Upsert + External ID, there's so many uses for this its hard to know where to start. The External Id is a flag on custom fields, when you turn it on, we index that field (improved query performance for filtering on that field), in addition it now allows you to use the upsert call which uses that external Id as the key instead of the Salesforce Id. If you're syncing additional data sources with Salesforce, it makes that process much easier to handle. On additional use is to an external Id field as an operation identifier, SOAP over HTTP is not 100% reliable, if you make a create call and the response never makes it back to the client, its hard to work out if the data got created or not, by adding an operation Id custom field, you can make all your creates calls via the upsert call, simply assign a unique id (say a GUID) to the create you're trying to do and call upsert. If something goes wrong and the response is lost in transit, you can simply make the upsert call again, if the original insert never happened, then there won't be a row for that GUID and we'll do the insert, or if we did the original insert, the row will now be there, and we'll just update it. This can drastically simplify handling failure conditions.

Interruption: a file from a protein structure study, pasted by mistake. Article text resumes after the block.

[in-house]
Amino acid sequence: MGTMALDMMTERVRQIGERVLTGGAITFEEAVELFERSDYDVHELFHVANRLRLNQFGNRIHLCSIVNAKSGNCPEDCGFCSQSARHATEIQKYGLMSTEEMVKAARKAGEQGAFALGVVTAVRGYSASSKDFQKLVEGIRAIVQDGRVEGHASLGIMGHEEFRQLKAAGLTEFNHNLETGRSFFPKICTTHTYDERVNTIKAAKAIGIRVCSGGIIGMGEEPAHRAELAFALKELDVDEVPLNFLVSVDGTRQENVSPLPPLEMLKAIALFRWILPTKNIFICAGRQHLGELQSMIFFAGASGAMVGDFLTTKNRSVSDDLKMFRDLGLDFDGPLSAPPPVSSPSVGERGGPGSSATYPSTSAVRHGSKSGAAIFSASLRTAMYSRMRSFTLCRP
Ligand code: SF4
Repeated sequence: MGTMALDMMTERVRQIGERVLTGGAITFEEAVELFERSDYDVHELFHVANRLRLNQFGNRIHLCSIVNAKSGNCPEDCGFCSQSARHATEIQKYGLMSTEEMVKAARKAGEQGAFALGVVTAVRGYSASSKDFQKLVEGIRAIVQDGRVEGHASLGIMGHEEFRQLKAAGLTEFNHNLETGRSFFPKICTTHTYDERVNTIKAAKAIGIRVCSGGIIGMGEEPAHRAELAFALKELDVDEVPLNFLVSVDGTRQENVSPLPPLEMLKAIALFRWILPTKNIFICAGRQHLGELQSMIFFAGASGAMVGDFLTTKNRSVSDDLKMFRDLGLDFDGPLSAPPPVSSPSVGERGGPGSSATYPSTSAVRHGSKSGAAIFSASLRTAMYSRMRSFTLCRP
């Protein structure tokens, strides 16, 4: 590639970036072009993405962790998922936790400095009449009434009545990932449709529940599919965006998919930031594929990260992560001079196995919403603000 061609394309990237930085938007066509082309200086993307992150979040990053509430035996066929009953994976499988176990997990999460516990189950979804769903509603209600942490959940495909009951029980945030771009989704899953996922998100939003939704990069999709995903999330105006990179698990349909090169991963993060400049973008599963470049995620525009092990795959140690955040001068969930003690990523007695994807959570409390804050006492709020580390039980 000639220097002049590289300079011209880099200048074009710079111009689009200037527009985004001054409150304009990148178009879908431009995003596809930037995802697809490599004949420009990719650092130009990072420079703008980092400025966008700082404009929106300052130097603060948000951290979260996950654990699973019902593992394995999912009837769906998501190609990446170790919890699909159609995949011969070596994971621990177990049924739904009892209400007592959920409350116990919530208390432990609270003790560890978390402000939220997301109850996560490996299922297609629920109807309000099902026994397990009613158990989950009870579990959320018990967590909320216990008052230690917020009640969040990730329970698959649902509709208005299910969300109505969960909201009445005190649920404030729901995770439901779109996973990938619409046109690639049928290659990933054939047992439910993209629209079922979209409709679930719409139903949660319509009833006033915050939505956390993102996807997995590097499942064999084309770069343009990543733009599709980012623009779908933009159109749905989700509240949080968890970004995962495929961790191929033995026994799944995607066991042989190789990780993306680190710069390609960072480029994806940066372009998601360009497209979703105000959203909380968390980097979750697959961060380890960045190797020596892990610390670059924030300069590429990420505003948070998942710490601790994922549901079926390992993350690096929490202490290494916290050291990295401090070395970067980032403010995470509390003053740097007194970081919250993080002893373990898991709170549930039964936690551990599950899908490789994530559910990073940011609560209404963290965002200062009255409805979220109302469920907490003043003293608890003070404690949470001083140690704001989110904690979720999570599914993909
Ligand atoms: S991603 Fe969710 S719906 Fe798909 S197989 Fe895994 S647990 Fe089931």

Formula fields with results that are really HTML. You can do some cool things with Formula fields, including the HYPERLINK and IMAGE functions, but if you queried one of these from the API you'd get some weirdly formatted result that was neither HTML or plain text, and to make things worse, other than the formula flag in describe you didn't know if you were dealing with one of these weird fields or not. In 7.0 its all much cleaner, query calls for formulas that generate HTML will return the actual resulting html, and an additional flag in the describe results for that field will indicate that this particular field is returning html formatted values. This makes doing the right thing WRT to html encoding and handling scripting injection when re-presenting data via a web page much easier.